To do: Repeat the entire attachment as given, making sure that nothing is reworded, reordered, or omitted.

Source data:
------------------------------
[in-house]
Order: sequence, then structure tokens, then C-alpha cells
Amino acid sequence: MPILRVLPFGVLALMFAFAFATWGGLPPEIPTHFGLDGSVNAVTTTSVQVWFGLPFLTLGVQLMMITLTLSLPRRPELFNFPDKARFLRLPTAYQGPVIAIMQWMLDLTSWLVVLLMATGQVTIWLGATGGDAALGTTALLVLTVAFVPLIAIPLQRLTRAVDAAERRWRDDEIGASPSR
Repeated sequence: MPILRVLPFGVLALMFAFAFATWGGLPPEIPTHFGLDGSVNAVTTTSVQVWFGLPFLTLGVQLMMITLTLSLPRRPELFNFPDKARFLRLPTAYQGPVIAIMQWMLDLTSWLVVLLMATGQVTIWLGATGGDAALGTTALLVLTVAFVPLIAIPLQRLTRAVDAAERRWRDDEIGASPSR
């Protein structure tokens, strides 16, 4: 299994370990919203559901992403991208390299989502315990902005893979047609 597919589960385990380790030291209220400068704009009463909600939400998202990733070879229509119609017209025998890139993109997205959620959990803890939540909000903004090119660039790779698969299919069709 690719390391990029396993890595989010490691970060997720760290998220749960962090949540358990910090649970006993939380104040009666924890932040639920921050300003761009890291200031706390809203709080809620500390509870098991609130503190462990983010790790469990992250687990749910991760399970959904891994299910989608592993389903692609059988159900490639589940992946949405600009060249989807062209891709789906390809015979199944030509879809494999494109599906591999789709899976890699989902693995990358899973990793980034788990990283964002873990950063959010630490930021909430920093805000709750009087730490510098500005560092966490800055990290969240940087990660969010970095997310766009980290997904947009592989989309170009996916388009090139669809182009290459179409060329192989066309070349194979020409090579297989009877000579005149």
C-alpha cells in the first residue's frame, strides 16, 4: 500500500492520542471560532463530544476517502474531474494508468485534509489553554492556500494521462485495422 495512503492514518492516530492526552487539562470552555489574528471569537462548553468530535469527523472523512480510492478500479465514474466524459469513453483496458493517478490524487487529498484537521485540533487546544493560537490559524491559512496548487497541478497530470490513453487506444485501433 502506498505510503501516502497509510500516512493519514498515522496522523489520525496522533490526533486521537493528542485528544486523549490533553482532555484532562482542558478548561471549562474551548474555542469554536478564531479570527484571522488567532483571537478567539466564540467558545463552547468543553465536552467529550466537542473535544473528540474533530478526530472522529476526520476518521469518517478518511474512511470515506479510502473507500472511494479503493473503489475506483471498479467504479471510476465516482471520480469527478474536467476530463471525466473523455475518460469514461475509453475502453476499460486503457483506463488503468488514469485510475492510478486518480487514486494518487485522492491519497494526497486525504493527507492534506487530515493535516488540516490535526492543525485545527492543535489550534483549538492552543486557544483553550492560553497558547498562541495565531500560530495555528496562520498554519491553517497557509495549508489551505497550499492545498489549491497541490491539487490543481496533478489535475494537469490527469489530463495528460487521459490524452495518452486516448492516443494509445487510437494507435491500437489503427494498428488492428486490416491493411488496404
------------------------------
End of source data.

[in-house]
Order: sequence, then structure tokens, then C-alpha cells
Amino acid sequence: MPILRVLPFGVLALMFAFAFATWGGLPPEIPTHFGLDGSVNAVTTTSVQVWFGLPFLTLGVQLMMITLTLSLPRRPELFNFPDKARFLRLPTAYQGPVIAIMQWMLDLTSWLVVLLMATGQVTIWLGATGGDAALGTTALLVLTVAFVPLIAIPLQRLTRAVDAAERRWRDDEIGASPSR
Repeated sequence: MPILRVLPFGVLALMFAFAFATWGGLPPEIPTHFGLDGSVNAVTTTSVQVWFGLPFLTLGVQLMMITLTLSLPRRPELFNFPDKARFLRLPTAYQGPVIAIMQWMLDLTSWLVVLLMATGQVTIWLGATGGDAALGTTALLVLTVAFVPLIAIPLQRLTRAVDAAERRWRDDEIGASPSR
């Protein structure tokens, strides 16, 4: 299994370990919203559901992403991208390299989502315990902005893979047609 597919589960385990380790030291209220400068704009009463909600939400998202990733070879229509119609017209025998890139993109997205959620959990803890939540909000903004090119660039790779698969299919069709 690719390391990029396993890595989010490691970060997720760290998220749960962090949540358990910090649970006993939380104040009666924890932040639920921050300003761009890291200031706390809203709080809620500390509870098991609130503190462990983010790790469990992250687990749910991760399970959904891994299910989608592993389903692609059988159900490639589940992946949405600009060249989807062209891709789906390809015979199944030509879809494999494109599906591999789709899976890699989902693995990358899973990793980034788990990283964002873990950063959010630490930021909430920093805000709750009087730490510098500005560092966490800055990290969240940087990660969010970095997310766009980290997904947009592989989309170009996916388009090139669809182009290459179409060329192989066309070349194979020409090579297989009877000579005149």
C-alpha cells in the first residue's frame, strides 16, 4: 500500500492520542471560532463530544476517502474531474494508468485534509489553554492556500494521462485495422 495512503492514518492516530492526552487539562470552555489574528471569537462548553468530535469527523472523512480510492478500479465514474466524459469513453483496458493517478490524487487529498484537521485540533487546544493560537490559524491559512496548487497541478497530470490513453487506444485501433 502506498505510503501516502497509510500516512493519514498515522496522523489520525496522533490526533486521537493528542485528544486523549490533553482532555484532562482542558478548561471549562474551548474555542469554536478564531479570527484571522488567532483571537478567539466564540467558545463552547468543553465536552467529550466537542473535544473528540474533530478526530472522529476526520476518521469518517478518511474512511470515506479510502473507500472511494479503493473503489475506483471498479467504479471510476465516482471520480469527478474536467476530463471525466473523455475518460469514461475509453475502453476499460486503457483506463488503468488514469485510475492510478486518480487514486494518487485522492491519497494526497486525504493527507492534506487530515493535516488540516490535526492543525485545527492543535489550534483549538492552543486557544483553550492560553497558547498562541495565531500560530495555528496562520498554519491553517497557509495549508489551505497550499492545498489549491497541490491539487490543481496533478489535475494537469490527469489530463495528460487521459490524452495518452486516448492516443494509445487510437494507435491500437489503427494498428488492428486490416491493411488496404